Hip Fractures: IM Nail or Sliding Hip Screw?

    Dr. Simon Mears reviews the pros and cons of 2 fixation methods used in the surgical management of intertrochanteric hip fractures.


    Simon C. Mears, MD, PhD


    Intertrochanteric hip fractures are considered the “bread and butter” of orthopedics. They are common and are treated by orthopedic surgeons at almost every hospital. They are almost always treated surgically, and usually via one of two fixation methods:

    • Sliding hip screw (SHS) and side plate
    • Intramedullary hip screw (IHS)

    Fracture stability and pattern should be used to select the optimal device for fracture fixation. In rare circumstances, arthroplasty or plate fixation with a fixed angle device may be considered; [1,2] external fixation has also been used with success. [3]

    Use of SHS versus IHS

    Controversy exists as to the selection criteria for the use of the SHS and plate or the IHS. In the United States, initial use of the IHS was compromised by design flaws that led to a high rate of fractures at the end of the device. [4,5] However, changes in the distal locking screw size and the angle of the device have lessened the incidence of this complication, and the popularity of the IHS has greatly increased over the past 10 years. [6]

    The Cochrane database has shown that there is little difference in outcomes with these devices, [7] although there is some evidence that, for simple fractures, SHS results in better outcomes and fewer reoperations. [8] The IHS is thought to be superior for the treatment of unstable intertrochanteric hip fractures, especially those with no lateral wall support. [9,10] However, it is sometimes difficult to notice the degree of comminution or lateral wall support until intraoperative radiographs under fluoroscopy are obtained.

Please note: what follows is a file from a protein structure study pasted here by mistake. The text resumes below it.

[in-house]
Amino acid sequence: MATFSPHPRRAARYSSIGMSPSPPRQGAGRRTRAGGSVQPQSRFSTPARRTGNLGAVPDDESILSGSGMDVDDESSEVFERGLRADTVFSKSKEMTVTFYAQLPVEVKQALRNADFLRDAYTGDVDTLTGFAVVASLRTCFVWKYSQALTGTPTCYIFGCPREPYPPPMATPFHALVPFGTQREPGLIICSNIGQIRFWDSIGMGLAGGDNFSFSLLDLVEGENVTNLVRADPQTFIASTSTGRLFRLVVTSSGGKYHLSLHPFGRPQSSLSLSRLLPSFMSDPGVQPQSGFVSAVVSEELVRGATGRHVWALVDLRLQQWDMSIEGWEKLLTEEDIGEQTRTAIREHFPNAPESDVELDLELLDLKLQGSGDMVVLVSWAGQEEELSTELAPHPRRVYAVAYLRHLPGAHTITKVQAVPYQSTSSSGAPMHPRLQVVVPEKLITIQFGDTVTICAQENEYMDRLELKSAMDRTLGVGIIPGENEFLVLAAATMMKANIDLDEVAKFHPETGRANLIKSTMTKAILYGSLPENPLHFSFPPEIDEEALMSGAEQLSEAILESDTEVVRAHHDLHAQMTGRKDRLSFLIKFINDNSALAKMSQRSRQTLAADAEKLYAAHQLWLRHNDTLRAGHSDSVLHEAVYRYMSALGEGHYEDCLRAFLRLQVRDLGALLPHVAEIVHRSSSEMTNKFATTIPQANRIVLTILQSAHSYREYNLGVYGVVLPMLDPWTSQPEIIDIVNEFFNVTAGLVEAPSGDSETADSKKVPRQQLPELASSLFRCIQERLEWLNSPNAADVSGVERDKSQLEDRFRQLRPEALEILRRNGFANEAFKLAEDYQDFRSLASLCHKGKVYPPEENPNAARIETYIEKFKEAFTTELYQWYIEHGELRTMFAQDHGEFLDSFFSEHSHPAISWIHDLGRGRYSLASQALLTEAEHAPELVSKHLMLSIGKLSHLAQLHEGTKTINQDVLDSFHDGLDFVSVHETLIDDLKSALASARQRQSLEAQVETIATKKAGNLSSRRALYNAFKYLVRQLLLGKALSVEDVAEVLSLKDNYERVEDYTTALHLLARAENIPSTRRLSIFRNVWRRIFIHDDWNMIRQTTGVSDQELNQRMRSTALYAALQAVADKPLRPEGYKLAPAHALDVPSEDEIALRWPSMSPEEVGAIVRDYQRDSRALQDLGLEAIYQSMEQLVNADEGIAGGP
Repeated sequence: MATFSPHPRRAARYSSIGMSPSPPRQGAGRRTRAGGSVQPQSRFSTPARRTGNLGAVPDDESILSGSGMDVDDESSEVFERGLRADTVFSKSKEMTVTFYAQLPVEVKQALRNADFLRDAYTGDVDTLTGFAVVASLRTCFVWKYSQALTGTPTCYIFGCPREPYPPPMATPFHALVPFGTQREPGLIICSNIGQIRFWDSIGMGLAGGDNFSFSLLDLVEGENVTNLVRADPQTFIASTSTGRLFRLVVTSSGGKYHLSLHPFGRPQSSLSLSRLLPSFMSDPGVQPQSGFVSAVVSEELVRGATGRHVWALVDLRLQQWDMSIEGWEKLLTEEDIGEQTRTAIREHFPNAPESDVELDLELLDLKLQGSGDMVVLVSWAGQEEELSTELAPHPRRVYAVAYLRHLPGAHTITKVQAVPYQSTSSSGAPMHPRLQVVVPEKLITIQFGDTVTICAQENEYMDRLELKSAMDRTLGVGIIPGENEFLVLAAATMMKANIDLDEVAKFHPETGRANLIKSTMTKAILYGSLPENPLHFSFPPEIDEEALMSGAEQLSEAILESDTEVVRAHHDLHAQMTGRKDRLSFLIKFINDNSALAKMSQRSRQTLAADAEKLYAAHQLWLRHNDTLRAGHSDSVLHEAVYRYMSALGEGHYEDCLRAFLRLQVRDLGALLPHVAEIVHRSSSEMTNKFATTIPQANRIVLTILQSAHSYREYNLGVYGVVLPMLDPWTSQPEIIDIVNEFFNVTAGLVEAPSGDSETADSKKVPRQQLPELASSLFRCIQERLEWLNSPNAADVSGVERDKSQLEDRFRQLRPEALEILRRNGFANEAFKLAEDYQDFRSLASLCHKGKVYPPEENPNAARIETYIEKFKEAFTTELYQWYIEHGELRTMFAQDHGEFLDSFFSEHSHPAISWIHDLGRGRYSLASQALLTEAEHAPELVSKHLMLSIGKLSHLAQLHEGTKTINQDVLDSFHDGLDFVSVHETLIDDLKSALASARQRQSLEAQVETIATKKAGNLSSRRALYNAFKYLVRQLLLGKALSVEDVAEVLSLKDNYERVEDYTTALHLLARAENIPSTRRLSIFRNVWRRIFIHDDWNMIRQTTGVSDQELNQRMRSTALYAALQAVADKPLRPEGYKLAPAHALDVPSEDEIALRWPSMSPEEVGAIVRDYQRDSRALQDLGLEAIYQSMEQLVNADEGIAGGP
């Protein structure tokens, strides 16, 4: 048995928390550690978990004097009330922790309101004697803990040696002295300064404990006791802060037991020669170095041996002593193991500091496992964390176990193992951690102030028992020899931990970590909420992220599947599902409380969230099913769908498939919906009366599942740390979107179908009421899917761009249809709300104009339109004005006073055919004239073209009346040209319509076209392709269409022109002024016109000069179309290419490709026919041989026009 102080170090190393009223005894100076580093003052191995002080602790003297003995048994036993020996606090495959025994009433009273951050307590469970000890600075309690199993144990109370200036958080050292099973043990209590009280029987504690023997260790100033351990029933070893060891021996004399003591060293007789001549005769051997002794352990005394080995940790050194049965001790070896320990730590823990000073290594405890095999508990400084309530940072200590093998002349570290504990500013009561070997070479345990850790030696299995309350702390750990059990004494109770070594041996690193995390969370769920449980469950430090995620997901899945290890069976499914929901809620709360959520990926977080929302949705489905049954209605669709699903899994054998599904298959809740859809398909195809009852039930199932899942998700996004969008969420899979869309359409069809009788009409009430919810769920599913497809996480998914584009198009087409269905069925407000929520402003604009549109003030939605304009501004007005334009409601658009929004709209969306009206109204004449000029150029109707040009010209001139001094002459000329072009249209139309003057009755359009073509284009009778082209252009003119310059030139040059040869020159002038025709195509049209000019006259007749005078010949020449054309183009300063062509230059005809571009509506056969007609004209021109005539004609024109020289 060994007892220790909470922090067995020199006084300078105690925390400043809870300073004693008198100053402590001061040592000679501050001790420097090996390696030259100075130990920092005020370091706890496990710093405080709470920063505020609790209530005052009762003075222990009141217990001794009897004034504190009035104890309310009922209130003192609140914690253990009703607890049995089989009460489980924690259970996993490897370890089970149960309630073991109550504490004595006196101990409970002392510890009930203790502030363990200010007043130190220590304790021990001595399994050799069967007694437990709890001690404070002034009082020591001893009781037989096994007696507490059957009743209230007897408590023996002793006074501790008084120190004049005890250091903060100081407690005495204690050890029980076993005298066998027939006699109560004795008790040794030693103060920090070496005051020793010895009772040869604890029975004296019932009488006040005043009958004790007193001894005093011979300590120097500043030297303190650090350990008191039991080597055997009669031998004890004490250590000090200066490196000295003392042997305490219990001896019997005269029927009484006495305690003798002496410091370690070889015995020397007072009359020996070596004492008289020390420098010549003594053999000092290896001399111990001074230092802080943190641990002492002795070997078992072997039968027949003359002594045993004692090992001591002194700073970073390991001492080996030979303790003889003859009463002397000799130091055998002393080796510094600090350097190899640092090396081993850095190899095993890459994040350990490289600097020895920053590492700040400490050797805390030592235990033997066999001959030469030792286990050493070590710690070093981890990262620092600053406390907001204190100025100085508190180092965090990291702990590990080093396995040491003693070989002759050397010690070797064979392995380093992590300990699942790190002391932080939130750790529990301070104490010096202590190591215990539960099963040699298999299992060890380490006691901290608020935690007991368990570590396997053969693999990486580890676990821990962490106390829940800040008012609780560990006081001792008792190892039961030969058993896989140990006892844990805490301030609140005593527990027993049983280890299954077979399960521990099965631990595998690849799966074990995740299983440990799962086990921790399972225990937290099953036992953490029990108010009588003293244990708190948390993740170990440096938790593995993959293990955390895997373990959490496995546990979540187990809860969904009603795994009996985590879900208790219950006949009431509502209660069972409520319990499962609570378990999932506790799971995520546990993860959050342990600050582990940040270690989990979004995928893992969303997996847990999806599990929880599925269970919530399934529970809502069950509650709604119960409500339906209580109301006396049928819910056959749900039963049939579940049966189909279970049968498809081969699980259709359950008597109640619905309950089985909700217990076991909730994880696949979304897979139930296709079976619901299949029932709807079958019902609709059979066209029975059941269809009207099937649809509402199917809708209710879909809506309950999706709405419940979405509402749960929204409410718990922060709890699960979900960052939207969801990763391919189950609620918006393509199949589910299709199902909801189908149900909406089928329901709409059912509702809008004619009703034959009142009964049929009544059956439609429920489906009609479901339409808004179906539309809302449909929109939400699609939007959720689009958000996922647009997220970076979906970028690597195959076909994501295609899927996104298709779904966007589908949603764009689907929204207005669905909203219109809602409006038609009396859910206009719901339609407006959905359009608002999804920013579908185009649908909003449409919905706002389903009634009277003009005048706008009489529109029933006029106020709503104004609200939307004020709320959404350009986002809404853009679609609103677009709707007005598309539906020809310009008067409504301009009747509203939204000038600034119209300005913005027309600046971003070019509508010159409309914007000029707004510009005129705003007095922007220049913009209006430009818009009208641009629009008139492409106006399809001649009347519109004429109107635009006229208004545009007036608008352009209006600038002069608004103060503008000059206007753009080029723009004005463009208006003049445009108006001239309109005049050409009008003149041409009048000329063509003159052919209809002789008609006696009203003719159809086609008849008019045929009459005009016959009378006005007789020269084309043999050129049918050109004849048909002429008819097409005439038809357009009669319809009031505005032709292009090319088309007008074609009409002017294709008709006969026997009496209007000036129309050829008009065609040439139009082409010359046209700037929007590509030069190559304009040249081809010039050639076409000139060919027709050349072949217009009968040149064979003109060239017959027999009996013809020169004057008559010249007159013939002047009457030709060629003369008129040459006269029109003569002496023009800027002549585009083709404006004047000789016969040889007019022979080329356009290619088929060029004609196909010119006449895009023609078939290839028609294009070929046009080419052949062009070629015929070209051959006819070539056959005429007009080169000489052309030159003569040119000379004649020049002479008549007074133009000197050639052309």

Fracture stability and pattern should be carefully considered when selecting between the two devices. High-quality radiographs are important for fully evaluating the pattern of the fracture. Stress radiographs or computed tomography scans may also be helpful in this regard.

    Intertrochanteric fractures are most commonly classified using the AO/OTA classification system. [11]

    SHS will work well with fractures classified as 31-A1, which are thought to be stable patterns. The lateral wall is intact, giving a stop to the sliding of the screw.

    Reverse oblique patterns and subtrochanteric fractures (31-A2.2, 31-A2.3, 31-A3) are unstable. The screw will keep sliding, putting all of the force on the plate bone interface, which will lead to early failure.

    It is difficult to evaluate the stability of fractures classified as 31-A2.1 and 31-A2.2, which are characterized by comminution of the medial calcar. Larger fractures of the medial calcar contribute to fracture instability. [12] In addition, there may be comminution of the lateral wall. Lateral wall fracture can be difficult to see on radiographs and may also occur during the surgery itself, [10] which converts a stable pattern to an unstable one.


    A SHS can be used very successfully, especially for stable fractures. The key is correct placement of the lag screw: It must be centralized or inferior in the femoral neck and deep within the head.